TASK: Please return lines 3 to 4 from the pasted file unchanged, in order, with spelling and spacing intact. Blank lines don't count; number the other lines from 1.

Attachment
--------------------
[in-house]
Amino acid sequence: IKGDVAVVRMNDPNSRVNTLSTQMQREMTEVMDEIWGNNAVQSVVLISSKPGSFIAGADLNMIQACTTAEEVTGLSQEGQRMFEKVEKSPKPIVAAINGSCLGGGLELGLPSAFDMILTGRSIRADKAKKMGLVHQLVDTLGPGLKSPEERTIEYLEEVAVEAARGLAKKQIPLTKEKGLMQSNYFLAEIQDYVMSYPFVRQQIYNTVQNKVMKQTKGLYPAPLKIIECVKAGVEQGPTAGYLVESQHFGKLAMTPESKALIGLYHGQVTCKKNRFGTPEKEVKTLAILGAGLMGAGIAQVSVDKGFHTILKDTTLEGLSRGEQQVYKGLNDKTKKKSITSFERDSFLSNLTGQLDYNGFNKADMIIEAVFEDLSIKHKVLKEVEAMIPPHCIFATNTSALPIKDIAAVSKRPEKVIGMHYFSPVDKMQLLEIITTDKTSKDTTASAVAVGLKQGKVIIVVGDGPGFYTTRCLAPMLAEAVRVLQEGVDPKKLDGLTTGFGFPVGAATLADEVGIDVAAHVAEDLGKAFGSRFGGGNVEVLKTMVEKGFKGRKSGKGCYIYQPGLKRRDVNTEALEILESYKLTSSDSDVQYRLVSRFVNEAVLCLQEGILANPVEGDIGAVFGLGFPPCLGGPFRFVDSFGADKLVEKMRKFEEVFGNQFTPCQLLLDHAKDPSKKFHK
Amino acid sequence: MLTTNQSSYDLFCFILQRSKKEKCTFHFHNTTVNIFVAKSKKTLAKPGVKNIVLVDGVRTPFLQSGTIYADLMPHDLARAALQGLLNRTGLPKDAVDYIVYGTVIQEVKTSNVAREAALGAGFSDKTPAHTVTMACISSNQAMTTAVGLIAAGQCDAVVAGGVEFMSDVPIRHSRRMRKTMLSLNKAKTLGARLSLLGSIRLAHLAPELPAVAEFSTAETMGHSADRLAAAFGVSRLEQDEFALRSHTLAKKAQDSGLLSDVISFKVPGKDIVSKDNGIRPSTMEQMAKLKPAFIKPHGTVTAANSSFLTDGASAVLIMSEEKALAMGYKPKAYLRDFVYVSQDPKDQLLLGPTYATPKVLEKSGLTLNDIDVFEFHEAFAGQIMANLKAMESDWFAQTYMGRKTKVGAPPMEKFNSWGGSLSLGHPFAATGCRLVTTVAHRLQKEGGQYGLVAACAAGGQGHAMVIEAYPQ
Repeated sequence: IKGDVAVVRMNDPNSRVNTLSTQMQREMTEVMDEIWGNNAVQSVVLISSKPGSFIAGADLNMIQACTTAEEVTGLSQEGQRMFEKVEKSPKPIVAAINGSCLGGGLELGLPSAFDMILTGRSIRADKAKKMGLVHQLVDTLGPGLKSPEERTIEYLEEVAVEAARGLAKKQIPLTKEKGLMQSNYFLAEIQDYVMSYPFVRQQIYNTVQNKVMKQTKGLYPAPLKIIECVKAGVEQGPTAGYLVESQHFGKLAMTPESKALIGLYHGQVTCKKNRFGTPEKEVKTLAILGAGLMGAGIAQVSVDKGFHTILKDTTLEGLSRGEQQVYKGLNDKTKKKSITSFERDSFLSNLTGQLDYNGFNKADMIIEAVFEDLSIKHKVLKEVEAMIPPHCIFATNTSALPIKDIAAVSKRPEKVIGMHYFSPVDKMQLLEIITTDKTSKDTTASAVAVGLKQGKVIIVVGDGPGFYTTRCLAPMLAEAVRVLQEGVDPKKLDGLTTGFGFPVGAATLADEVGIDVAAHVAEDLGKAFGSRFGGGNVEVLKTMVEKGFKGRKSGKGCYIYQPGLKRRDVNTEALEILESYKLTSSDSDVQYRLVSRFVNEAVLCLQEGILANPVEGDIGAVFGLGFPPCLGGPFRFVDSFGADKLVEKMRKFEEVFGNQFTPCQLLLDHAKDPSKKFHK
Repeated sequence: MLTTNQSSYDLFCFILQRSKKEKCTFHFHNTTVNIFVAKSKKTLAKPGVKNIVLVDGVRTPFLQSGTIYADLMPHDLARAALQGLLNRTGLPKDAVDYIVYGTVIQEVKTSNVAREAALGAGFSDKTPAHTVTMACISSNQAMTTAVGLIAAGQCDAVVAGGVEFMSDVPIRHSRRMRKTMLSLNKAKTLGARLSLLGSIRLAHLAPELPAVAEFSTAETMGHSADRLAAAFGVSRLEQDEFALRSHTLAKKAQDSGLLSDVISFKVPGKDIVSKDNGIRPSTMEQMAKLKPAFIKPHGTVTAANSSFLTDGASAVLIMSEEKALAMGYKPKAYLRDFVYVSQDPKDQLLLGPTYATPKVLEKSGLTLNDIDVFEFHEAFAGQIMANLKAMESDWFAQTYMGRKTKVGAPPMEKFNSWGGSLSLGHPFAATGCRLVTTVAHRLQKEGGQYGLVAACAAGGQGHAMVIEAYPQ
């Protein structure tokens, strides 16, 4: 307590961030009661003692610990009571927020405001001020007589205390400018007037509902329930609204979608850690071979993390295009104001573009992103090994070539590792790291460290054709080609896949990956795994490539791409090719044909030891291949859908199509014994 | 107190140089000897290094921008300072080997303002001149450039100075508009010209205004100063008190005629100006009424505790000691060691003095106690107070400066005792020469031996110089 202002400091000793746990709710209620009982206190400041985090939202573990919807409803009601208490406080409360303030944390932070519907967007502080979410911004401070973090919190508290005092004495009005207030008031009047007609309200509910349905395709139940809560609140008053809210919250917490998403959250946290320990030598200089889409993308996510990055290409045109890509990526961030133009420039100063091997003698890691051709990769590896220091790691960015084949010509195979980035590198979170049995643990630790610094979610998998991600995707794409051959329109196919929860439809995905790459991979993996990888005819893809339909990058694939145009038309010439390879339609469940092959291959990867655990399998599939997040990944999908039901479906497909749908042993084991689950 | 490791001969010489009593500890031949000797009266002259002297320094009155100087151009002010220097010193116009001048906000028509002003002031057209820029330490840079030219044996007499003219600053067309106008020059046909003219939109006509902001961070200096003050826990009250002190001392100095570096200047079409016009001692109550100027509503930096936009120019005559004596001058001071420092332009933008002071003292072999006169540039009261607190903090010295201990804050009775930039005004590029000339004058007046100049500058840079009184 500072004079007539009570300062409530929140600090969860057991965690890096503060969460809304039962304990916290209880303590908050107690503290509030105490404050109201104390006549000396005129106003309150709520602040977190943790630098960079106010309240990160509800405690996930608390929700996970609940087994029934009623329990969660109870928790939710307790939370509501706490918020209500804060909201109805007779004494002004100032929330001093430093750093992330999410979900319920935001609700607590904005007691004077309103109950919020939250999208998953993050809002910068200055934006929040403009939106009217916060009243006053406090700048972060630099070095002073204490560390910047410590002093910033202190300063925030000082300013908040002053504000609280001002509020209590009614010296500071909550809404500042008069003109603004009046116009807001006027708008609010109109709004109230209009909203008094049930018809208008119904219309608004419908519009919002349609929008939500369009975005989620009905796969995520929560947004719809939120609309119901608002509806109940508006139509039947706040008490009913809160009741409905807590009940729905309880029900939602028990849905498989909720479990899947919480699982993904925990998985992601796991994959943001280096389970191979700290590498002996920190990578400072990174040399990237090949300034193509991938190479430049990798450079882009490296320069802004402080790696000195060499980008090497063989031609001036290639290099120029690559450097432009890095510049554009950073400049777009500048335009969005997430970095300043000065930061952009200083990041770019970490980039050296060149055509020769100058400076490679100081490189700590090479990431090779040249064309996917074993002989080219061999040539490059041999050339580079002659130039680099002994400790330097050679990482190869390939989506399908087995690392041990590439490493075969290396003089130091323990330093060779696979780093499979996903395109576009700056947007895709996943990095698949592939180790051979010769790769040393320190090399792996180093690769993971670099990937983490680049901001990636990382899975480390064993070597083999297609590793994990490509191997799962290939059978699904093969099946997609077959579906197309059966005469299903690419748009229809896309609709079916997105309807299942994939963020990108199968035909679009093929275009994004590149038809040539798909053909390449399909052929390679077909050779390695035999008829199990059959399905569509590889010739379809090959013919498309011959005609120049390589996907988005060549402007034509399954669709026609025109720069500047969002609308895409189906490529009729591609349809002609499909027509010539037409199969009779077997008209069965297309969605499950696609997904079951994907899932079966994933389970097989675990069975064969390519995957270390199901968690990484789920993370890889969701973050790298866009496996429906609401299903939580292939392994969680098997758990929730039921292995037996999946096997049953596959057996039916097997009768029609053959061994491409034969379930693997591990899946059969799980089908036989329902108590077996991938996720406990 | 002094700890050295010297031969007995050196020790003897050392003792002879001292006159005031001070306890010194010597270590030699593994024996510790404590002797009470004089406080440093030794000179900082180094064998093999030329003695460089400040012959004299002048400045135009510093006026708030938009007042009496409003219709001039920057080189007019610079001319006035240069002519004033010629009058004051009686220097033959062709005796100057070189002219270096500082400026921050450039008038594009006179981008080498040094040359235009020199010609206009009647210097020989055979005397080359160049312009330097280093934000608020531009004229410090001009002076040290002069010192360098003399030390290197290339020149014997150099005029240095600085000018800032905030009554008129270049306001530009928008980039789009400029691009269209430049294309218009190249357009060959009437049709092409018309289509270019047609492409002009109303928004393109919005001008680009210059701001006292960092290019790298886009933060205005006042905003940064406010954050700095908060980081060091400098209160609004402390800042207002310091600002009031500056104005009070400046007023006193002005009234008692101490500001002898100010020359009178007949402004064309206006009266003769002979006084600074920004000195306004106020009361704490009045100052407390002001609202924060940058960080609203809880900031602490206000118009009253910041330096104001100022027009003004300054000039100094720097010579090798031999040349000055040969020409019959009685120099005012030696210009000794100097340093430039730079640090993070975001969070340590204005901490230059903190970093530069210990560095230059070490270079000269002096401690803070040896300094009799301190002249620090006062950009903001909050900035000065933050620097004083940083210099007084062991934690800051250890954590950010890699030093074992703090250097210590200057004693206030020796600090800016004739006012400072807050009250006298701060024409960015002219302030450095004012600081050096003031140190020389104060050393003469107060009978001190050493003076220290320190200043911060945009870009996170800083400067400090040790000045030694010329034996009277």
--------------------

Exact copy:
Amino acid sequence: MLTTNQSSYDLFCFILQRSKKEKCTFHFHNTTVNIFVAKSKKTLAKPGVKNIVLVDGVRTPFLQSGTIYADLMPHDLARAALQGLLNRTGLPKDAVDYIVYGTVIQEVKTSNVAREAALGAGFSDKTPAHTVTMACISSNQAMTTAVGLIAAGQCDAVVAGGVEFMSDVPIRHSRRMRKTMLSLNKAKTLGARLSLLGSIRLAHLAPELPAVAEFSTAETMGHSADRLAAAFGVSRLEQDEFALRSHTLAKKAQDSGLLSDVISFKVPGKDIVSKDNGIRPSTMEQMAKLKPAFIKPHGTVTAANSSFLTDGASAVLIMSEEKALAMGYKPKAYLRDFVYVSQDPKDQLLLGPTYATPKVLEKSGLTLNDIDVFEFHEAFAGQIMANLKAMESDWFAQTYMGRKTKVGAPPMEKFNSWGGSLSLGHPFAATGCRLVTTVAHRLQKEGGQYGLVAACAAGGQGHAMVIEAYPQ
Repeated sequence: IKGDVAVVRMNDPNSRVNTLSTQMQREMTEVMDEIWGNNAVQSVVLISSKPGSFIAGADLNMIQACTTAEEVTGLSQEGQRMFEKVEKSPKPIVAAINGSCLGGGLELGLPSAFDMILTGRSIRADKAKKMGLVHQLVDTLGPGLKSPEERTIEYLEEVAVEAARGLAKKQIPLTKEKGLMQSNYFLAEIQDYVMSYPFVRQQIYNTVQNKVMKQTKGLYPAPLKIIECVKAGVEQGPTAGYLVESQHFGKLAMTPESKALIGLYHGQVTCKKNRFGTPEKEVKTLAILGAGLMGAGIAQVSVDKGFHTILKDTTLEGLSRGEQQVYKGLNDKTKKKSITSFERDSFLSNLTGQLDYNGFNKADMIIEAVFEDLSIKHKVLKEVEAMIPPHCIFATNTSALPIKDIAAVSKRPEKVIGMHYFSPVDKMQLLEIITTDKTSKDTTASAVAVGLKQGKVIIVVGDGPGFYTTRCLAPMLAEAVRVLQEGVDPKKLDGLTTGFGFPVGAATLADEVGIDVAAHVAEDLGKAFGSRFGGGNVEVLKTMVEKGFKGRKSGKGCYIYQPGLKRRDVNTEALEILESYKLTSSDSDVQYRLVSRFVNEAVLCLQEGILANPVEGDIGAVFGLGFPPCLGGPFRFVDSFGADKLVEKMRKFEEVFGNQFTPCQLLLDHAKDPSKKFHK